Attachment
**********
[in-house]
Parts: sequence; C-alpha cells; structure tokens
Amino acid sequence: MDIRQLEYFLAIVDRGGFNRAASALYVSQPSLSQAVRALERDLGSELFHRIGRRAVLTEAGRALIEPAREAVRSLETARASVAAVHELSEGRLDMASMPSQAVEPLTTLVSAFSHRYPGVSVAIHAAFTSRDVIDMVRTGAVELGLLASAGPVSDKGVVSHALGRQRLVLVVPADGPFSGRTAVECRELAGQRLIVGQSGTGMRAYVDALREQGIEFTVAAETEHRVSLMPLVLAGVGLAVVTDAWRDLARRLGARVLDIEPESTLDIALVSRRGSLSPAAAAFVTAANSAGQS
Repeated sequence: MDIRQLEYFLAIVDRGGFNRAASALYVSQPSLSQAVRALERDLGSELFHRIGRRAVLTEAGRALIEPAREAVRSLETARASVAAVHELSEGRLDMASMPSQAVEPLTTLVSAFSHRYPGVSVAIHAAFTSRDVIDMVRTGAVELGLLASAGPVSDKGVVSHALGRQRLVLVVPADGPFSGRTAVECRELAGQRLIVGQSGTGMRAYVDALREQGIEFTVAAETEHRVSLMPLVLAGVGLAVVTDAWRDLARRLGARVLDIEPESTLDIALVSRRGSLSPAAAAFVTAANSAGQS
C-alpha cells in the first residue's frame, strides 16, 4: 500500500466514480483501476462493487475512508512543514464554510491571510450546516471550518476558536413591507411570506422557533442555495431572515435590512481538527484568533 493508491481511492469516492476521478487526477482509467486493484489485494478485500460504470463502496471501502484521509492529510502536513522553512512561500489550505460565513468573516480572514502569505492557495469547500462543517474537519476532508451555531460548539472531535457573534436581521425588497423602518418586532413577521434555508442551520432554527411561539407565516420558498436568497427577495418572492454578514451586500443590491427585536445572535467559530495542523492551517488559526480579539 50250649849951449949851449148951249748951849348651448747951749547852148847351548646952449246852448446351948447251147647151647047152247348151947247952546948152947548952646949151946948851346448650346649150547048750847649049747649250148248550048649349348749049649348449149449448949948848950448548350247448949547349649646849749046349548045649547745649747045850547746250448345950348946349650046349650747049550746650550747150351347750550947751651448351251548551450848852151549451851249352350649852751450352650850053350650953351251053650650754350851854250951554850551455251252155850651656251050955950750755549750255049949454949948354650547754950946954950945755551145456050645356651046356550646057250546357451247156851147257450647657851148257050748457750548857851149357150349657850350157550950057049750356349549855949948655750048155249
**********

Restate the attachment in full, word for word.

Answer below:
[in-house]
Parts: sequence; C-alpha cells; structure tokens
Amino acid sequence: MDIRQLEYFLAIVDRGGFNRAASALYVSQPSLSQAVRALERDLGSELFHRIGRRAVLTEAGRALIEPAREAVRSLETARASVAAVHELSEGRLDMASMPSQAVEPLTTLVSAFSHRYPGVSVAIHAAFTSRDVIDMVRTGAVELGLLASAGPVSDKGVVSHALGRQRLVLVVPADGPFSGRTAVECRELAGQRLIVGQSGTGMRAYVDALREQGIEFTVAAETEHRVSLMPLVLAGVGLAVVTDAWRDLARRLGARVLDIEPESTLDIALVSRRGSLSPAAAAFVTAANSAGQS
Repeated sequence: MDIRQLEYFLAIVDRGGFNRAASALYVSQPSLSQAVRALERDLGSELFHRIGRRAVLTEAGRALIEPAREAVRSLETARASVAAVHELSEGRLDMASMPSQAVEPLTTLVSAFSHRYPGVSVAIHAAFTSRDVIDMVRTGAVELGLLASAGPVSDKGVVSHALGRQRLVLVVPADGPFSGRTAVECRELAGQRLIVGQSGTGMRAYVDALREQGIEFTVAAETEHRVSLMPLVLAGVGLAVVTDAWRDLARRLGARVLDIEPESTLDIALVSRRGSLSPAAAAFVTAANSAGQS
C-alpha cells in the first residue's frame, strides 16, 4: 500500500466514480483501476462493487475512508512543514464554510491571510450546516471550518476558536413591507411570506422557533442555495431572515435590512481538527484568533 493508491481511492469516492476521478487526477482509467486493484489485494478485500460504470463502496471501502484521509492529510502536513522553512512561500489550505460565513468573516480572514502569505492557495469547500462543517474537519476532508451555531460548539472531535457573534436581521425588497423602518418586532413577521434555508442551520432554527411561539407565516420558498436568497427577495418572492454578514451586500443590491427585536445572535467559530495542523492551517488559526480579539 50250649849951449949851449148951249748951849348651448747951749547852148847351548646952449246852448446351948447251147647151647047152247348151947247952546948152947548952646949151946948851346448650346649150547048750847649049747649250148248550048649349348749049649348449149449448949948848950448548350247448949547349649646849749046349548045649547745649747045850547746250448345950348946349650046349650747049550746650550747150351347750550947751651448351251548551450848852151549451851249352350649852751450352650850053350650953351251053650650754350851854250951554850551455251252155850651656251050955950750755549750255049949454949948354650547754950946954950945755551145456050645356651046356550646057250546357451247156851147257450647657851148257050748457750548857851149357150349657850350157550950057049750356349549855949948655750048155249